This is when you realize you are but a couple steps from unleashing one of the most powerful cars built in America. A 510 horsepower aluminum engine with 8.3 litres of displacement, (505.6 cubic inches) laid out in a V-10 with a 90° block. With that rush, forget about feeling closed in, or what the temperature is as long as you aren't melting. What makes this go so well is the 535 foot pounds of twist that is hooked to a 6 speed Tremec transmission. You have gotten a look at the rear tires. The 19 inchers look like treaded beer kegs under there. They are in turn mounted to a rear axle with a 3.07 ratio in a differential that transmits power equally to both rear wheels when it detects one side attempting to outrun the other. Taking all that power into consideration, the brakes were far from forgotten. In fact, they are massive 14 inch vented discs all around that operate through an upgraded ABS system. The suspension system on the front , which mounts 18 inch tires, consists of control arms, with coil springs, and anti roll bars. The rear is kept in under the car with control arms, coil springs and anti roll bar. Fully decked out, like this one, the Viper checks in with about 3500 pounds of gravity holding it on the ground. Listed price on this one? Only $86,995.
So, now I look up at my "host". He nods his head. I slip the key into the ignition lock and twist it. OK, nothing is going to happen, because this jobbie has a big red "start" button. That is located directly under the 4 gauge dash panel to my right. Like time has slowed down, I reach over and press the big red button. It immediately blasts the big V-10 into an idle. My second seat buddy reaches over and cranks up the air conditioning. I glance at him, and he informs me that the V-10 is a massive heat producer. He assured me that I would begin to notice pretty quickly. I am surprised that it is quiet while it sits in an idle. I am also surprised at the clutch pedal. Granted, I haven't driven a stick shift in quite awhile. The Viper clutch pedal is much lighter than I expected, almost oily feeling. I snick the gear shift a few times, gauging out the gates. The travel is short, the feeling is positive, lending confidence to competent gear changes.
I slip the stick into "first" and glance at my "guide." I am limited to a max run up of 3,000 rpm, carefully watched by my guard friend, who has promised he'd yank out the key if I went too far.
Just live with it and let's do this.
I began the clutch take up slowly, trying to get a feel for the car. The tachometer came up to about 1,200 rpm from idle at 700, when all of a sudden, we were launched. Easy. In fact, a lot easier than I anticipated. I had thought that I would either stall it or send the rear tires up in clouds of rubber smoke when I broke traction. But, I didn't, surprising myself. I blipped the throttle, and the engine went a little past 3,000 rpm; my "watch" person seemed or pretended not to notice. A slick move of the shifter into second, along with another quick throttle blip and we were moving out. I had been confined to the property of the Orange County Convention Center Parking Lots. There are many, for the place is huge. But, with the Viper, I felt like I was on a kiddy car track. Slipping into third gear brought the end of one side of the lot, all too quickly. The big brakes snubbed off the speed like it was nothing. Well, I suppose, it was, considering.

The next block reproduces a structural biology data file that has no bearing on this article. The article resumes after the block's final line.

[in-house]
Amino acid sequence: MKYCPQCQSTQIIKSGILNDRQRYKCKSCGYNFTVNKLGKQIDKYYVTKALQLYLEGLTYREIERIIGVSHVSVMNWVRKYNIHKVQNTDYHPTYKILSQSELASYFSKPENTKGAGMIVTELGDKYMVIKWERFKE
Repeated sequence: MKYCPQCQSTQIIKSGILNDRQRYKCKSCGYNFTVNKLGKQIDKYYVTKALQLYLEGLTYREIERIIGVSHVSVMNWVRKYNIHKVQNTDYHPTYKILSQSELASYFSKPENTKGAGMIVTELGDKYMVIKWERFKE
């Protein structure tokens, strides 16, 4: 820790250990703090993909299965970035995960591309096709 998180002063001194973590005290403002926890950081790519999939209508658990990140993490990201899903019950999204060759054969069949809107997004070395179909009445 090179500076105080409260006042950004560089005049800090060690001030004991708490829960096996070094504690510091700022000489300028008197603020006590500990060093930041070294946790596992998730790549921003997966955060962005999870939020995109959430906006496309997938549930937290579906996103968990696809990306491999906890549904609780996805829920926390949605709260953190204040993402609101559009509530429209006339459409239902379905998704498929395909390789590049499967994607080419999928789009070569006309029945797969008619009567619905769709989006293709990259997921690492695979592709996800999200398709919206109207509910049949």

The instrument panel is laid out very well. Within a few minutes, you seem to be able to orient yourself to the vital reports that the fully functioning engine gauges are telling you. All the switchgear felt positive, and not like they were made somewhere else and imported to the Viper. The radio controls were familiar to me because I have the same system in my Chrysler. However, you have to take your eyes off the road when you are locating stations, or changing CDs. The switch gear not only looks all the same, it feels the same, and for me, is a tad too small for my fumbly big finders.
My "partner" was right. The heat generated by the V-10 is massive. You can feel it coming through the door sills from the exhaust. The firewall also tosses out a lot of heat, that you feel that in your legs. As well, the center console becomes a heat conduit, making your arm uncomfortable instead of being a nice spot to rest it. You definitely need and will absolutely appreciate the air conditioning.
I pulled up to a stop, and turned the Viper to go into another direction, when I noticed something else that felt a touch odd. The steering wheel is offset to my right! It doesn't line up straight. Once I noticed it, it did tend to bother me. I began to try to compensate through the use of the right hand more than the left. Silly, I know, but you have to wonder why this would be so in a high zoot car like this. The only other car I ever knew that was set up that way was the throwaway Chevrolet Chevette, GM's answer to Ford's Falcon in competing for throw away cars of the century.
This side of the parking area was much longer. Perhaps as much as a mile or better. I slipped up to my 3,000 (well, maybe a little….. bit higher) through 4 gears. By then, it was time to haul the Viper back to stop. I did note that the ride was hard. Small tar strips across the drive transmitted quite definitely into the suspension, which I could feel. I had no way to really tell, but I couldn't help wondering if I would be willing to use the Viper on a daily commute to anywhere. Given some of the concrete roads, even around here that 18 wheeled traffic has beaten down, the ride can be plenty rough.